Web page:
We are such a prideful race, are we not? So sure of ourselves, our own abilities, our own successes, our own plans, and our own strength to do anything we set our minds to. But, there is great evidence that supports the conclusion that our abilities, our successes, our plans, and our own strength were really not our own. In fact, if you are a Christian, you must come to grips with the simple truth that you are incapable of doing anything! (Really all humanity must come to grips with this…)
The Christian road is not always one that we can display our abilities, or achieve great feats, or accomplish our own plans, or even a road where we have the strength of Samson. No, this road is not a safe road, but it is the best road. For we have a Great God able to keep us from stumbling. Charles Spurgeon expounds on this in his devotional for this morning.
“Able to keep you from falling.”
In some sense the path to heaven is very safe, but in other respects there is no road so dangerous. It is beset with difficulties. One false step (and how easy it is to take that if grace be absent), and down we go. What a slippery path is that which some of us have to tread! How many times have we to exclaim with the Psalmist, “My feet were almost gone, my steps had well nigh slipped.” If we were strong, sure-footed mountaineers, this would not matter so much; but in ourselves, how weak we are! In the best roads we soon falter, in the smoothest paths we quickly stumble. These feeble knees of ours can scarcely support our tottering weight. A straw may throw us, and a pebble can wound us; we are mere children tremblingly taking our first steps in the walk of faith, our heavenly Father holds us by the arms or we should soon be down. Oh, if we are kept from falling, how must we bless the patient power which watches over us day by day! Think, how prone we are to sin, how apt to choose danger, how strong our tendency to cast ourselves down, and these reflections will make us sing more sweetly than we have ever done, “Glory be to him, who is able to keep us from falling.” We have many foes who try to push us down. The road is rough and we are weak, but in addition to this, enemies lurk in ambush, who rush out when we least expect them, and labour to trip us up, or hurl us down the nearest precipice. Only an Almighty arm can preserve us from these unseen foes, who are seeking to destroy us. Such an arm is engaged for our defence. He is faithful that hath promised, and he is able to keep us from falling, so that with a deep sense of our utter weakness, we may cherish a firm belief in our perfect safety, and say, with joyful confidence,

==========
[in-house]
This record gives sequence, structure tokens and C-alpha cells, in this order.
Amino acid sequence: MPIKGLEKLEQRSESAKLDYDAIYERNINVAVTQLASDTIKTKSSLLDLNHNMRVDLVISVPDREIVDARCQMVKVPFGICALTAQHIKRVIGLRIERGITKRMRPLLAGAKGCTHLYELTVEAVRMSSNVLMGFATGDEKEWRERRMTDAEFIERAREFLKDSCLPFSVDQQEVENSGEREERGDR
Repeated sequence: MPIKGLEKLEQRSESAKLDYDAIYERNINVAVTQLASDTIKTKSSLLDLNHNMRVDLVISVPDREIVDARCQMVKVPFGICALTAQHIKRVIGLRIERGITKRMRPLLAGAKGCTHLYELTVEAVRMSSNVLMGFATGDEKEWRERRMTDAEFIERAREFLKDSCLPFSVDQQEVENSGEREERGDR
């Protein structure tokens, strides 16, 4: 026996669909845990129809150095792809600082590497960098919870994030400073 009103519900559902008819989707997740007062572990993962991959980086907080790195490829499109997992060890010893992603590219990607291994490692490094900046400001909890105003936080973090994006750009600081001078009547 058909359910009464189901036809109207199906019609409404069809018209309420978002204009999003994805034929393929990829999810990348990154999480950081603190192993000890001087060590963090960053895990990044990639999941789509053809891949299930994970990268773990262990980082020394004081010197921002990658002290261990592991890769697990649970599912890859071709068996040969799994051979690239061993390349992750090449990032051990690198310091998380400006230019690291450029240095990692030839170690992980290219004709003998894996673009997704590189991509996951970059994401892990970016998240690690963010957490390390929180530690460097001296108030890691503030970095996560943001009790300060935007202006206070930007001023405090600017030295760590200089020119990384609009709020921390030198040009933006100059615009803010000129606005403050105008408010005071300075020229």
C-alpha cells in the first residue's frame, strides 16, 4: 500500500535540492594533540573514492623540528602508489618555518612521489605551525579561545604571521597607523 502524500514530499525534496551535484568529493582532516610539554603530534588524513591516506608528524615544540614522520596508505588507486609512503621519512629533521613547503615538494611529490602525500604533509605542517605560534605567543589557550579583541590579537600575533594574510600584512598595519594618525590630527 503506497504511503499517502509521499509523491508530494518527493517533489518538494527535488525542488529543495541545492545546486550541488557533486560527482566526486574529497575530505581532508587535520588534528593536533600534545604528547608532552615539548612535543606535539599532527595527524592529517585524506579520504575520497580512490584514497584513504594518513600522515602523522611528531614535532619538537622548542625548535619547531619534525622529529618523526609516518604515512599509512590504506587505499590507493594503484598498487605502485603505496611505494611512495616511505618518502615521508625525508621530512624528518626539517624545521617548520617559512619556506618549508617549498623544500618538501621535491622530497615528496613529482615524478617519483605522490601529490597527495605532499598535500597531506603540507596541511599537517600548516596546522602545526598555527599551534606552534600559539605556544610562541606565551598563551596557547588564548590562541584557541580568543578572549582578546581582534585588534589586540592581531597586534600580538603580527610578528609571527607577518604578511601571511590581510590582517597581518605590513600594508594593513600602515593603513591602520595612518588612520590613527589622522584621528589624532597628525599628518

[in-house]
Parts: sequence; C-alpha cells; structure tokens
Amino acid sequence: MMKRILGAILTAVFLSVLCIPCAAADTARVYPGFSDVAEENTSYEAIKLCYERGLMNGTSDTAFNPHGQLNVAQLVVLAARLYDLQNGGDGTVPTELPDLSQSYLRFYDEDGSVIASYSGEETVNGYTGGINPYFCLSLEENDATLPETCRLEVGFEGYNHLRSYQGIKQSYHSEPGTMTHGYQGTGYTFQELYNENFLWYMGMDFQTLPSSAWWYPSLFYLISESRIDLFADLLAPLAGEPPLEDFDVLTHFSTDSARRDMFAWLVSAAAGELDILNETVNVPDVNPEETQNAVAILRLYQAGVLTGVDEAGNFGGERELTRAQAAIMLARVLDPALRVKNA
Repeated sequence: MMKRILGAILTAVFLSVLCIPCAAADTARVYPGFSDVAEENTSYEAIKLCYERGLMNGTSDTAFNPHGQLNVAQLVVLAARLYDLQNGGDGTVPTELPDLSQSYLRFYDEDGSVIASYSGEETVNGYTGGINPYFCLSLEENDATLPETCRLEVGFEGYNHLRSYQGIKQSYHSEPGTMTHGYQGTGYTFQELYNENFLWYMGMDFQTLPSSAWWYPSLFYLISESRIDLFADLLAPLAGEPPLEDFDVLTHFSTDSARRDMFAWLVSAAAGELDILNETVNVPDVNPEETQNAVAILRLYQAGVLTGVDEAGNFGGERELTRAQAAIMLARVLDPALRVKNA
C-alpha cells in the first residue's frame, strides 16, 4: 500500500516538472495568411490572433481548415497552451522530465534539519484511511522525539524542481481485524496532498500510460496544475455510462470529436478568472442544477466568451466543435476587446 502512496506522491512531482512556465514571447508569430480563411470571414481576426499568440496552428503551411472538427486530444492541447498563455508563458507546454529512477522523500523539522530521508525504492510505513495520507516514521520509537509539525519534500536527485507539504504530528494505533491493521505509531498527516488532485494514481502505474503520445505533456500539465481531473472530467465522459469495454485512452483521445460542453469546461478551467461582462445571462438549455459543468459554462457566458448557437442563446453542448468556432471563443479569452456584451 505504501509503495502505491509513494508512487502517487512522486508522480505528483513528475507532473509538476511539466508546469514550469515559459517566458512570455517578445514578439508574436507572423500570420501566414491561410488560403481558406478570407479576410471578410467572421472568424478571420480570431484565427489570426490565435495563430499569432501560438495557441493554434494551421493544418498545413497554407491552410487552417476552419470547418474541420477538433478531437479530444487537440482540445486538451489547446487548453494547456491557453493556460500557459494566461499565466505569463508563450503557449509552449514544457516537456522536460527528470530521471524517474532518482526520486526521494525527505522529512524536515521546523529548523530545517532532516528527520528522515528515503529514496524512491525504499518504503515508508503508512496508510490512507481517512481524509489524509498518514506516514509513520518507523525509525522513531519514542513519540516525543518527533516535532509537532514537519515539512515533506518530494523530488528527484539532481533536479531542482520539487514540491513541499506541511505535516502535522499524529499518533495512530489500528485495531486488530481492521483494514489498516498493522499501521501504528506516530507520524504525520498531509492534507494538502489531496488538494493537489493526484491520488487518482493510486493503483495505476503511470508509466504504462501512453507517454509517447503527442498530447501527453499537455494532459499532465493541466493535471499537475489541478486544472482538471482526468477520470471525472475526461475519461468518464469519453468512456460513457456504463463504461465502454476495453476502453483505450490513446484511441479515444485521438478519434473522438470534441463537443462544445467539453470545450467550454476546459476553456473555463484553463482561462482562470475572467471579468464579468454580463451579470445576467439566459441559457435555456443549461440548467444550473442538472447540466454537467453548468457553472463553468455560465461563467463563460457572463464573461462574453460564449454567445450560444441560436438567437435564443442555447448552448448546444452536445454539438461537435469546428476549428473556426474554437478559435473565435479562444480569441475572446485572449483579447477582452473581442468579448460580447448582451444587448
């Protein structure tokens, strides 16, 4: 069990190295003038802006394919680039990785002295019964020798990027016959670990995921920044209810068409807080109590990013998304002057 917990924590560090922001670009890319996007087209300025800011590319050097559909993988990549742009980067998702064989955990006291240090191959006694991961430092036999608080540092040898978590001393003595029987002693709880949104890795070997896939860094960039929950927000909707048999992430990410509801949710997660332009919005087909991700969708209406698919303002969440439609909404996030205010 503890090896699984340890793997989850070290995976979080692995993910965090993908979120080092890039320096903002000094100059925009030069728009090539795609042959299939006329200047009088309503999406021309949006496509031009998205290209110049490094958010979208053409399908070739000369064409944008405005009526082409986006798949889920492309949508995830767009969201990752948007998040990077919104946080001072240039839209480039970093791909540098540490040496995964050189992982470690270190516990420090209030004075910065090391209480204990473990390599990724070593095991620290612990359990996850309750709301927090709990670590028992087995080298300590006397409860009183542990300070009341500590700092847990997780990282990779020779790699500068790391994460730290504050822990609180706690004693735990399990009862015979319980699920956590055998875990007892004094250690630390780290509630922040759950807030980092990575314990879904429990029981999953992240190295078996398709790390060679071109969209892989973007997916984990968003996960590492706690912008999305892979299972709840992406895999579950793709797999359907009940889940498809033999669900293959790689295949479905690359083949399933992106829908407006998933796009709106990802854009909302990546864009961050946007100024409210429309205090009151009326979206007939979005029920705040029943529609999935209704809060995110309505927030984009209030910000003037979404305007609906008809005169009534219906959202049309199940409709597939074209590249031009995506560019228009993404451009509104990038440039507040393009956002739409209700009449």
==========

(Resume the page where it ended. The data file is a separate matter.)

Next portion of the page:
“Against me earth and hell combine,
But on my side is power divine;
Jesus is all, and he is mine!”
Spurgeon, C. H. (1896). Morning and evening: Daily readings. London: Passmore & Alabaster.